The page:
In an update detailing Bank of Valletta Group’s first quarter results, it announced a profit before tax of €46.5 million for the first quarter of 2023, up by €24 million from the same period last year.
Chairman Gordon Cordina said the bank is “pleased to see a substantial increase in bottom line profitability”, which he said was practically wholly underpinned by operating business activities.
The higher interest rate environment proved a boon to the bank: “with the price of money higher, we had greater scope to seek opportunities which are more profitable and render higher return.”
He argued that in spite of the difficulties that characterise the global economic situation and the recent shocks to the banking system, such as the collapse of SVB, Credit Suisse and most recently First Republic Bank, BOV is on a positive trajectory that is “reflected, finally, in bottom line results”.
CEO Kenneth Farrugia noted that operating income increased by 62 per cent year-on-year, largely attributable to the deployment of assets more effectively, with the breadth of investments increasing along with interest rates.
The business, home and personal loan books registered an increase of just over seven per cent: “We had very strong growth in that respect.”
Meanwhile, the strong deposit base, which had long been a costly burden due to the negative interest rate environment, has now become a source of income, as BOV earns interest on deposits it places with the Central Bank of Malta.
While still very significant, the bank registered a decline in its deposits, attributing the cause to the significant market activity seen with the issuance of Malta Government Stock and a number of corporate IPOS and bond issues.
Apart from providing savings of some €1.4 million through a decrease in the costs related to the Deposit Guarantee Scheme, that also had a positive impact on the loan-to-deposit ratio, which increased from 43 per cent to 47 per cent.
Turning to future initiatives, both Dr Cordina and Mr Farrugia insisted that ESG considerations are the overarching structure in which the bank is planning its continued evolution, both internally, in terms, for example, of resource-efficient refurbishing of its branches, and externally, through the products it provides customers.
“We want to be catalysts in the journey of the country to shift towards a greener future,” said Mr Farrugia.
Revenues at €95.5 million were €36.6 million higher than in the first quarter of 2022, almost wholly generated by growth in net interest income. The Bank estimates that around one-fifth of this growth reflected the pass-through of the increase in interest rates effected by the European Central Bank, mainly to Euribor-denominated loans to business customers. Growth in business and home loan portfolios also contributed to the higher net interest income, as did higher effective rates on the home loan portfolio through the repricing of facilities granted at temporary competitive interest rates in recent years. The Bank has also taken opportunities to deploy liquidity at better returns in the securities markets, generating one-fourth of the growth in net interest income. The Bank has furthermore benefited from positive returns on excess liquidity balances held at the Central Bank, reversing a long period of negative returns. This was contrasted by the cost of the 10 per cent Callable Senior Non-Preferred Notes issued by the Bank in December 2022 to meet regulatory requirements.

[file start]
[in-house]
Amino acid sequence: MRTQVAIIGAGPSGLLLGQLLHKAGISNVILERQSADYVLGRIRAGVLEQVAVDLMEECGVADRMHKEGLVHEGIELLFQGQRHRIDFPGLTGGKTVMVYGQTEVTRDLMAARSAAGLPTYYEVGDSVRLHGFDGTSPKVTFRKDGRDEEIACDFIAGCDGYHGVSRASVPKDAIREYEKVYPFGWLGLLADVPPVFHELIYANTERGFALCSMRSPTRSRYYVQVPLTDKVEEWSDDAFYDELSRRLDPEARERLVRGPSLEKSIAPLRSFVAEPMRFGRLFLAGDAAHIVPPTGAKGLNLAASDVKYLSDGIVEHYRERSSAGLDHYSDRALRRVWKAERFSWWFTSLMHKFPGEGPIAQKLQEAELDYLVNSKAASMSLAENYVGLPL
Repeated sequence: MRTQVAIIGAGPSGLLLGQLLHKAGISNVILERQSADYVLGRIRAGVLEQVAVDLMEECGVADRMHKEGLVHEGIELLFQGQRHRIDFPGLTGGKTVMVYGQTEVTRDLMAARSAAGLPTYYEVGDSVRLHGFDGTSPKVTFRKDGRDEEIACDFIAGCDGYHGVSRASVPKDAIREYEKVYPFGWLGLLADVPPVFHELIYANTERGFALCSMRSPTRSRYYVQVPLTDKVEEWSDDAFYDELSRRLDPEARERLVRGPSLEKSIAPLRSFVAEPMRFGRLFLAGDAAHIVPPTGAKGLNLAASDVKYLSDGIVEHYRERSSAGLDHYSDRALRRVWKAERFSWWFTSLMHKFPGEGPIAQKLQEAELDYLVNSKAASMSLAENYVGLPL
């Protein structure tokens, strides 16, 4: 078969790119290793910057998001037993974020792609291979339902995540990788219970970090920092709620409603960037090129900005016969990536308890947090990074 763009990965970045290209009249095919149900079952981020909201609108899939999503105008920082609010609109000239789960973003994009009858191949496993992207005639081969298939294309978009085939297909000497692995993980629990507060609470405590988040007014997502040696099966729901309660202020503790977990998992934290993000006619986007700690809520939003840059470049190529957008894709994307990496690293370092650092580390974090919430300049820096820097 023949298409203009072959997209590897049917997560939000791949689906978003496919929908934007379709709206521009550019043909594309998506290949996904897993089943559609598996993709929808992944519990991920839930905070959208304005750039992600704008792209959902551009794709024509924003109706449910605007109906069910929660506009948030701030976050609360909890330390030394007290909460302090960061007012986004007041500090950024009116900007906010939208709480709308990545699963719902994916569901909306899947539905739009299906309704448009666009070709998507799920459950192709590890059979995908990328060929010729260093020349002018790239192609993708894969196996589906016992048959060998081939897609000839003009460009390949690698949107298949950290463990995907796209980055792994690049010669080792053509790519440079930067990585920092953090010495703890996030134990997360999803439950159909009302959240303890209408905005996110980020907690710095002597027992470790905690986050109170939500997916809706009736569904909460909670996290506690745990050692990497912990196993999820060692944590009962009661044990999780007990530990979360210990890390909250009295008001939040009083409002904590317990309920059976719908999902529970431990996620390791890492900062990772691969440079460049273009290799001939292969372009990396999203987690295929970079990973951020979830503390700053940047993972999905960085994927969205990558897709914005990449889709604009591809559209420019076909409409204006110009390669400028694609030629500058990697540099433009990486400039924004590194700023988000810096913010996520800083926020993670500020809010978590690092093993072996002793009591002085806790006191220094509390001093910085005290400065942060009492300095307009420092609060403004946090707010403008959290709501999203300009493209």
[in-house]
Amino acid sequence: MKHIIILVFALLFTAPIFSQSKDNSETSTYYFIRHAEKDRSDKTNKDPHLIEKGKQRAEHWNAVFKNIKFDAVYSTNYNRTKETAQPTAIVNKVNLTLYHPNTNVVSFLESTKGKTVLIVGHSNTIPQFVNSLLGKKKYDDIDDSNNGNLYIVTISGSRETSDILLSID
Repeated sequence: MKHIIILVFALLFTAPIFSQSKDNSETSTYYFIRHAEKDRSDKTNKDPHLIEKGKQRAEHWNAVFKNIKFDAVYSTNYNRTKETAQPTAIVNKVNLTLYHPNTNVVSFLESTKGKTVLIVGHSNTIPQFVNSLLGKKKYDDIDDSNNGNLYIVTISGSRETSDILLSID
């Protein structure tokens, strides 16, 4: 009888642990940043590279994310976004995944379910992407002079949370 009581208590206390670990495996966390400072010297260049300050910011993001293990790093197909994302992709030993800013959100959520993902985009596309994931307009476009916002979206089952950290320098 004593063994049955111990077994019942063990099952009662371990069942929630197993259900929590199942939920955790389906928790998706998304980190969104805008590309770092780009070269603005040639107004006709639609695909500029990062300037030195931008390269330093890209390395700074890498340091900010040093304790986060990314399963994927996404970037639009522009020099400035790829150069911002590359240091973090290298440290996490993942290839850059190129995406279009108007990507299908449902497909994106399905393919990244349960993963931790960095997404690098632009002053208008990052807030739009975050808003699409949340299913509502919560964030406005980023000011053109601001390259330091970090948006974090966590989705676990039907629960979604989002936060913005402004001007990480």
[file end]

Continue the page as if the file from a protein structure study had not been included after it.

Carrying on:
Net fee and commission income was lower when compared to the same period last year, but this was mainly due to the timing of specific services performed during the year. A strong performance in foreign exchange income persisted in Q1 2023.
Operating costs for the first three months of 2023 were up by 2.8 per cent versus the same period in 2022 due to increases in employee compensation and modernisation of the Bank’s technology. Strategy investment costs doubled when compared to the first quarter of 2022. This was in line with expectations, given that, in the previous year, the Group focused resources on regulatory commitments resulting in a relatively slower pace in the delivery of strategic initiatives.
A net Expected Credit Losses charge of €5 million was recorded in the first quarter. This net charge was partly a normal consequence of the growth in the loan portfolio, as well as improved coverage levels for riskier exposures.
The share of results from insurance associates further enhanced financial results in the first quarter, largely driven by the volatility of global financial markets during the same period in 2022 caused by the outbreak of war in Ukraine.
Net loans and advances grew by 1.5 per cent when compared with year-end 2022 with growth in both retail and business lending. Customer deposits were lower by 2.3 per cent from December 2022, with continued growth in personal deposits but offset by a decrease in corporate deposit levels. These developments led to a favourable increase in the Bank’s loan-to-deposit ratio. The Bank’s liquidity ratios remained strong and regulatory capital ratios continued to well-exceed regulatory capital requirements.
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